When the pandemic started, Mindy Bachrach, 58, a home health occupational therapist in Henderson, Nev., soothed herself with sugary and high fat foods. As an essential worker, she was working pretty much all of her waking hours. “I have a weird job, I eat in my car all the time,” she said. “If I don’t prepare very carefully, I end up getting fast food, which I don’t even like.”
After two weeks, her pants were tighter. As someone who had lost and regained dozens of pounds in her life, she panicked. “I decided I had to do something,” she said. “If I didn’t, things were going to get out of control.”
She went on the Whole 30 plan, which eliminates processed foods, sugar and sugar substitutes, alcohol, grains, dairy and most legumes. She also stopped weighing herself. “I wanted the focus to be on how foods made me feel and not weight loss itself,” she said. Thirty days later, she stepped on the scale and was down 20 pounds.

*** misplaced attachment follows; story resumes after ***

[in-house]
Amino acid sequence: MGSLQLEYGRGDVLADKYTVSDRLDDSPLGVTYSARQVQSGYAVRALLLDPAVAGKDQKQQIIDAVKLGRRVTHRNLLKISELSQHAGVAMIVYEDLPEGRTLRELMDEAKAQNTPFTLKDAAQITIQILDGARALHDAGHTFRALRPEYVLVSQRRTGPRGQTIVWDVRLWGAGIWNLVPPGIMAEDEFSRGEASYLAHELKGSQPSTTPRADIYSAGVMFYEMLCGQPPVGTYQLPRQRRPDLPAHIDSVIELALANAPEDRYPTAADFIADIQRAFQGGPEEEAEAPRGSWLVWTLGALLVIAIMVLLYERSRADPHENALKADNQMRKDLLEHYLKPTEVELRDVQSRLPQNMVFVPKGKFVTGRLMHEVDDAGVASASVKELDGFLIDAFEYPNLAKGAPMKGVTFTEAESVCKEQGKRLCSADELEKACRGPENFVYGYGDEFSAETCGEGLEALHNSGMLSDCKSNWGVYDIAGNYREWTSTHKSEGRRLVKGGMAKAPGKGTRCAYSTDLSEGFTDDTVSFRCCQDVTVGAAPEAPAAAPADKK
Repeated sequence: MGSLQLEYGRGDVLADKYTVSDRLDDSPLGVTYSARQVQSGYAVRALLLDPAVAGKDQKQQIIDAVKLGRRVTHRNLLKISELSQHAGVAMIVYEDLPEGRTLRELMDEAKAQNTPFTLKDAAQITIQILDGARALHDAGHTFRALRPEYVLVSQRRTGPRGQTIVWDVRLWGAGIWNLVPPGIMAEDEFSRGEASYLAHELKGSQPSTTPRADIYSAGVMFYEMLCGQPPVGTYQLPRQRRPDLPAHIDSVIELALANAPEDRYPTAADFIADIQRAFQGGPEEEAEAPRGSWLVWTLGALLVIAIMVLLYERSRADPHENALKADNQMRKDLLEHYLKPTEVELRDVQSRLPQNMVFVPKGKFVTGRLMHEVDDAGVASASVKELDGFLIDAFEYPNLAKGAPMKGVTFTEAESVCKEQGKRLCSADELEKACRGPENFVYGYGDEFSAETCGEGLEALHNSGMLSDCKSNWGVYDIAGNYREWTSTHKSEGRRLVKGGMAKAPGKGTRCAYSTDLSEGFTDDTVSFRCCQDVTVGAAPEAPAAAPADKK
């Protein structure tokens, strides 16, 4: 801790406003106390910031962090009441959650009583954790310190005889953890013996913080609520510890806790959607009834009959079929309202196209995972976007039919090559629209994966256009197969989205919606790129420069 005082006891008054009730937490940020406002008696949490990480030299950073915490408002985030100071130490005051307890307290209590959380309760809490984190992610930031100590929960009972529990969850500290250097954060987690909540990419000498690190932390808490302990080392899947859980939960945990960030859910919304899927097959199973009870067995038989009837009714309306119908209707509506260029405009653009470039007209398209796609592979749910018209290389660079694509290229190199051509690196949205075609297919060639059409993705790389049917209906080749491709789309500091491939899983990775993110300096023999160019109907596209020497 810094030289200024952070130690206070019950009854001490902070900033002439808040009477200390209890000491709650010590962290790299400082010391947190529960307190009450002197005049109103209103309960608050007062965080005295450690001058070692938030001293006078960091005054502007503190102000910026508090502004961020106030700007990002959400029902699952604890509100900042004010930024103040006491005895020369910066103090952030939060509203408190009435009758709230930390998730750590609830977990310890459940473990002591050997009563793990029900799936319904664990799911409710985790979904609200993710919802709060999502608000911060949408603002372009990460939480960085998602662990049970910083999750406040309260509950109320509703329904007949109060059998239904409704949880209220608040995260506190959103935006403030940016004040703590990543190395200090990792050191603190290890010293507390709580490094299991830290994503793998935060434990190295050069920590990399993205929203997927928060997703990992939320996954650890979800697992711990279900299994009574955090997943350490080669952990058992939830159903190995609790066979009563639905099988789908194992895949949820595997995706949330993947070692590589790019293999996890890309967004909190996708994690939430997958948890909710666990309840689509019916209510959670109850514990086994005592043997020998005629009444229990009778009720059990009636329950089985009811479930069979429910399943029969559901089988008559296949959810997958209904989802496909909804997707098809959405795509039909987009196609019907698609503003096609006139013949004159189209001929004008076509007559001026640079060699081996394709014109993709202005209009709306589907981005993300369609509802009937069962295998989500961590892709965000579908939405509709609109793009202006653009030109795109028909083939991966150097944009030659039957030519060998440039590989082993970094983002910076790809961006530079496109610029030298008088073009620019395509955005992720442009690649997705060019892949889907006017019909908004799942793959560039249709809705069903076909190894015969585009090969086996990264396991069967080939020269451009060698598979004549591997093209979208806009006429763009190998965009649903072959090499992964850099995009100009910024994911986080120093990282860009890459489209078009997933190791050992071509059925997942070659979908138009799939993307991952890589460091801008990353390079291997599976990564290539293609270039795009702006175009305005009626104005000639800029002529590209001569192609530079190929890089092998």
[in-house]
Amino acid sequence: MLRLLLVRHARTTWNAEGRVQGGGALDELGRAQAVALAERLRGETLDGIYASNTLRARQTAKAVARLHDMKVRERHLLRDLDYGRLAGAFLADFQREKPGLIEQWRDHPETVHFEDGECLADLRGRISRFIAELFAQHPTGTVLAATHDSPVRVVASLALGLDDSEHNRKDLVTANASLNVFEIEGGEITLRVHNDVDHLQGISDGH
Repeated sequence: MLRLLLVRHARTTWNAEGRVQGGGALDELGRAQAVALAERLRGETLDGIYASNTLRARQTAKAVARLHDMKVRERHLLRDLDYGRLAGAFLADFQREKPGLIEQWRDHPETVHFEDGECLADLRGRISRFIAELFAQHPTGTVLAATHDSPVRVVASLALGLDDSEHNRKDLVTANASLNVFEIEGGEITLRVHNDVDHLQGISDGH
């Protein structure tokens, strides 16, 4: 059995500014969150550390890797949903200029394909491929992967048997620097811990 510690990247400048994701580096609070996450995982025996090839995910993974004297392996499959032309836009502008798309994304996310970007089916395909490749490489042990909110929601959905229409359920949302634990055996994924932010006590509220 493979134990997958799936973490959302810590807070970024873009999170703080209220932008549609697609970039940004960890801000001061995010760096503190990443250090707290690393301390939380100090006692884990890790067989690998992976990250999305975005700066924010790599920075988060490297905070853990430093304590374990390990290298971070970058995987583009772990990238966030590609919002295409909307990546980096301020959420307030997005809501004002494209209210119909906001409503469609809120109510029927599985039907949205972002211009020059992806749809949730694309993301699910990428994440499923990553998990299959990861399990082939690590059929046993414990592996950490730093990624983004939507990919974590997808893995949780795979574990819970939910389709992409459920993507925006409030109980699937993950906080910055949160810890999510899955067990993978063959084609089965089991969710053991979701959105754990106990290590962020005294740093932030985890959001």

Randy Garcia, 42, of Dallas, has lost 104 pounds since July, 2019, with the help of Enara, which connects members with a doctor, dietitian and exercise coach and costs $400 a month.
Mr. Garcia, who once weighed 400 pounds and works in I.T., said his usual pre-Enara ritual included trips to Chick-fil-A or McDonald’s with his wife and three kids. That became impossible as the lockdowns spread, so he began cooking at home. “It’s been an experimental process,” he said. “You have no options, so you have to do this.”
Mr. Garcia had tried everything from injections of human chorionic gonadotropin, or HCG, to a Keto diet to lose weight. He would, but it invariably crept back. Finally, he had enough and tried Enara, which his insurance mostly covers.